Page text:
Why Can’t Grad School Be Purgatorial?
No, good reader, that would be too easy. Graduate school itself wasn’t much at all like Purgatory. After all, the conditions for my leaving graduate school had little to do with desire for God and not much more to do with purging vices. No, graduate school is a place where one earns one’s departure by writing and defending a dissertation, and I tip my hat to those still earning that exit. One thought that never occurs to me, while I teach Dante, is that Purgatory is anything like graduate school or vice versa.
Rather, something occurred to me recently while planning a lesson on the Terrace of the Prideful in the Purgatorio. (That’s stanzas 10 to 12, if you want to go read them now. You really should.) Graduate school isn’t Purgatory because one earns one’s way out of it, but it’s also not a place where a resident undergoes the same kind of moral formation that the saved undergo as they prepare for Heaven. And that might be why we among the living don’t experience art as do the saved dead.
When I teach the middle Canticle of Dante’s Commedia, I frame Purgatory proper as one of the great medieval manifestos on art. Dante is an Aristotelian most of the time, but with regards to art (along with several other questions, to be fair), he takes the best from Plato and from Aristotle. On one hand, every terrace involves seeing or hearing stories of virtue, the sorts of narratives of which Socrates approves in the Republic. On the other, the fear and pity that Aristotle recommends in the Poetics as the defining features of the best tragedy are all over the stories that the saved souls encounter as they hear stories of their particular vices and their consequences. In other words, Purgatory displays a robust Classical vision of the good things that art can do for the soul, and there’s room there for stories of goodness as well as stories of badness.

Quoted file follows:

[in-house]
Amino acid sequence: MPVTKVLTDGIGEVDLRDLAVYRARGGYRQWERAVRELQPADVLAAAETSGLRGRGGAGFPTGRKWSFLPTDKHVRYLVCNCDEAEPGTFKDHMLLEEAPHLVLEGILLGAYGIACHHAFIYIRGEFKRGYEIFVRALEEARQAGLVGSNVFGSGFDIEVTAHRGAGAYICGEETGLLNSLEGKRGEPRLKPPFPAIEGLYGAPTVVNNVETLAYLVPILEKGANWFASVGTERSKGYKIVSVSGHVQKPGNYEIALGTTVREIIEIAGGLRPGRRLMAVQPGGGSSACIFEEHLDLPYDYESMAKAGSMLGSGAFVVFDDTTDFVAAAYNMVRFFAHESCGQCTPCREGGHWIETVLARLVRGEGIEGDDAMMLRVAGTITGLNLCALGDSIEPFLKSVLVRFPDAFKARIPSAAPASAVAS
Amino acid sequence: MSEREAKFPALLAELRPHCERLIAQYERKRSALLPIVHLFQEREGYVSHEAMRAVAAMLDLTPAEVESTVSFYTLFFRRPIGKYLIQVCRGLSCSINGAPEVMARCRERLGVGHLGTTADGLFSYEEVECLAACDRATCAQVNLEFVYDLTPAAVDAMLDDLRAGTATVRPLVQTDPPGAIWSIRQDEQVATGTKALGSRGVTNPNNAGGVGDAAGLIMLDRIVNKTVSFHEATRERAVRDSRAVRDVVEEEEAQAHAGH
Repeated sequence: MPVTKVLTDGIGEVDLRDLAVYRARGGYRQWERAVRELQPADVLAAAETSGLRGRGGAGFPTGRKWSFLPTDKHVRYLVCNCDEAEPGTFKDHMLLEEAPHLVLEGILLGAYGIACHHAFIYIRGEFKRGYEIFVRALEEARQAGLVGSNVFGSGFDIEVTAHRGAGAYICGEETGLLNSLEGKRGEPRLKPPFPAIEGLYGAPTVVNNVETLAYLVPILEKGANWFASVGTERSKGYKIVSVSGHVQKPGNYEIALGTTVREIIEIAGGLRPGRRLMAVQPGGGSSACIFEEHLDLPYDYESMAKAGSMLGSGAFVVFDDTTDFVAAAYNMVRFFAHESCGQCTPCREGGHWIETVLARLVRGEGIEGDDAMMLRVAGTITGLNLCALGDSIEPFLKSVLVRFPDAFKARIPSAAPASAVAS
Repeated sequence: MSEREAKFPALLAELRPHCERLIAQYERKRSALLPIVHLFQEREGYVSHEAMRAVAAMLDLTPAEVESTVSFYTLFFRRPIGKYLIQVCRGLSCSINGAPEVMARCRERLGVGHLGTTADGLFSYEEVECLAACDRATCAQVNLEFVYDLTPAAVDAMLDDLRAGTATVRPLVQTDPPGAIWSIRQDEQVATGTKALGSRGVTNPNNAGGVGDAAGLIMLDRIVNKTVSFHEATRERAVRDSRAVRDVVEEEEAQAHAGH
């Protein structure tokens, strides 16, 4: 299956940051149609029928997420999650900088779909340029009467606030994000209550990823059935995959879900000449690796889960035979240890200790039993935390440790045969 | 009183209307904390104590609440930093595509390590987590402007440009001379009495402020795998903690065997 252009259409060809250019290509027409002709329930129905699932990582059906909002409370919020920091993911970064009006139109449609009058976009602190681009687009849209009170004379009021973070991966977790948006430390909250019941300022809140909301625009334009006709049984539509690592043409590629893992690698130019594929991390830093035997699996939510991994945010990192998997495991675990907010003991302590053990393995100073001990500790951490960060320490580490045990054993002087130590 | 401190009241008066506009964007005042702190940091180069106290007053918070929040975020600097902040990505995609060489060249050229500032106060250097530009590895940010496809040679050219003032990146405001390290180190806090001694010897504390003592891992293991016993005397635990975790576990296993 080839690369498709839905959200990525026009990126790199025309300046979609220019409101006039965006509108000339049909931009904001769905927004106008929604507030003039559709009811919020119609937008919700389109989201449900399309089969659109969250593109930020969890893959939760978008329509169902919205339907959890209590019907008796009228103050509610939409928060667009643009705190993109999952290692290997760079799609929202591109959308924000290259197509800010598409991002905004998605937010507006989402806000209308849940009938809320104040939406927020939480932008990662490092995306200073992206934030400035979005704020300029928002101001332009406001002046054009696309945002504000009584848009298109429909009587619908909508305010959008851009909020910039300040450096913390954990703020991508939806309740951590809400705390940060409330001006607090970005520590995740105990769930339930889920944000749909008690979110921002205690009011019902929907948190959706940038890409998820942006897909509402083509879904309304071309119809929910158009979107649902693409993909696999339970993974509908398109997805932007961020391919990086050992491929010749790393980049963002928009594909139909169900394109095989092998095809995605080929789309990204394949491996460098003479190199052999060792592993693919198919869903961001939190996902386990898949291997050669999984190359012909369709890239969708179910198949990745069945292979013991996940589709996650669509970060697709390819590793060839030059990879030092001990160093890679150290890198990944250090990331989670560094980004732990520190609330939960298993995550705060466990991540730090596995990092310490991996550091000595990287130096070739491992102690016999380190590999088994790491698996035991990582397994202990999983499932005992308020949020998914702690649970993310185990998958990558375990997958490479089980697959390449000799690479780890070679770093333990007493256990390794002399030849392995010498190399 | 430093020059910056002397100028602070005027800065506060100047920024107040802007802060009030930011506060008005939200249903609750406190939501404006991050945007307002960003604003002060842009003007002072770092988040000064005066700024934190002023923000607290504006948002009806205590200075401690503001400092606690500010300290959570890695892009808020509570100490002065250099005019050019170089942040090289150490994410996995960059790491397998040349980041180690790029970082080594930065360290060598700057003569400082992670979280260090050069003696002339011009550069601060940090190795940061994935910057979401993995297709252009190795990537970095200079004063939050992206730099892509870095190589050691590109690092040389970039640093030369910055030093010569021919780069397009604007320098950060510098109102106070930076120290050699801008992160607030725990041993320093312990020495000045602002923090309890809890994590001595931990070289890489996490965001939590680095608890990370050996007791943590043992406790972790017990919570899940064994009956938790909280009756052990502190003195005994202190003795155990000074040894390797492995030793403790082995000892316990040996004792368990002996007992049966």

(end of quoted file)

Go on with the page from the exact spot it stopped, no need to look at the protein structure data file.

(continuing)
With all that, the art in Purgatory isn’t precisely like the art that readers, even those who read Dante, encounter in the world of the living. After all, exemplars of vice and virtue come to the souls precisely as they need them, in forms that leave no room for ambiguity. The good exemplars are good and the bad bad, and there’s not much dispute about which one is at play in any given moment.
In other words, art in Purgatory is completely rational. But it’s not the entirety of the story.
Before You Get to Purgatory, You’ve Got to Raise a Little Hell
My hunch is that the Inferno, the Canticle that most folks read, provides another range of possibilities when it comes to art, but until one reaches Purgatory, that range doesn’t appear as a range but as a totality. After all, from the time that Dante sees the souls in ante-Inferno racing after the flag, being stung by eternal insects and never stopping to settle into one camp or the other, artistic representations of one sort or another are always pointing the reader–the characters within the story as well as those of us enjoying it centuries later–towards spiritual relationships that, without the images and allegories, would remain obscure in the world of civil wars and inept tyrants and the daily struggles of the living. What Dante calls contrapasso in the Inferno is one mode of art, the exposure of duplicity and corruption in the name of spiritual truth. What masquerades as spiritual love gets exposed as lust, as full of wind as any vice; and to deal among the living in philosophies that deny the soul leads, in Inferno, to an eternity locked in a burning box, unable to transcend just as one denied transcendence among the living.